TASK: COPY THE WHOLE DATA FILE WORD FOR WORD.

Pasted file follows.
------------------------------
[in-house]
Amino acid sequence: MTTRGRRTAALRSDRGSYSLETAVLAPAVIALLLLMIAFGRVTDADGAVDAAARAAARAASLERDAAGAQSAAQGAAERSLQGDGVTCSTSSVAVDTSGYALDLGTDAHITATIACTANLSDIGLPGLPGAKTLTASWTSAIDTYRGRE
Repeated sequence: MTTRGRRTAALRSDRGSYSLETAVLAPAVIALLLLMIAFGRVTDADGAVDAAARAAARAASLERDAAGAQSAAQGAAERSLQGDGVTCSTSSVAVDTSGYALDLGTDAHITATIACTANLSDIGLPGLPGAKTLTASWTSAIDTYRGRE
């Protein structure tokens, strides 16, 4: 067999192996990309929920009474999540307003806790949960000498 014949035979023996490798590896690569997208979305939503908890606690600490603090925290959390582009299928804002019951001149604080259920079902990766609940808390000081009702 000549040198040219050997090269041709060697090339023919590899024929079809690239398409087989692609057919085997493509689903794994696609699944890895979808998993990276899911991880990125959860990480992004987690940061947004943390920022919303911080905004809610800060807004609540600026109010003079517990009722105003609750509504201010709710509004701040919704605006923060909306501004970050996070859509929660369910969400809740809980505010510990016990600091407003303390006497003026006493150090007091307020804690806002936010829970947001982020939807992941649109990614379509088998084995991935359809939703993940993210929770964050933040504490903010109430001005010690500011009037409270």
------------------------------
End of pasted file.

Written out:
[in-house]
Amino acid sequence: MTTRGRRTAALRSDRGSYSLETAVLAPAVIALLLLMIAFGRVTDADGAVDAAARAAARAASLERDAAGAQSAAQGAAERSLQGDGVTCSTSSVAVDTSGYALDLGTDAHITATIACTANLSDIGLPGLPGAKTLTASWTSAIDTYRGRE
Repeated sequence: MTTRGRRTAALRSDRGSYSLETAVLAPAVIALLLLMIAFGRVTDADGAVDAAARAAARAASLERDAAGAQSAAQGAAERSLQGDGVTCSTSSVAVDTSGYALDLGTDAHITATIACTANLSDIGLPGLPGAKTLTASWTSAIDTYRGRE
């Protein structure tokens, strides 16, 4: 067999192996990309929920009474999540307003806790949960000498 014949035979023996490798590896690569997208979305939503908890606690600490603090925290959390582009299928804002019951001149604080259920079902990766609940808390000081009702 000549040198040219050997090269041709060697090339023919590899024929079809690239398409087989692609057919085997493509689903794994696609699944890895979808998993990276899911991880990125959860990480992004987690940061947004943390920022919303911080905004809610800060807004609540600026109010003079517990009722105003609750509504201010709710509004701040919704605006923060909306501004970050996070859509929660369910969400809740809980505010510990016990600091407003303390006497003026006493150090007091307020804690806002936010829970947001982020939807992941649109990614379509088998084995991935359809939703993940993210929770964050933040504490903010109430001005010690500011009037409270």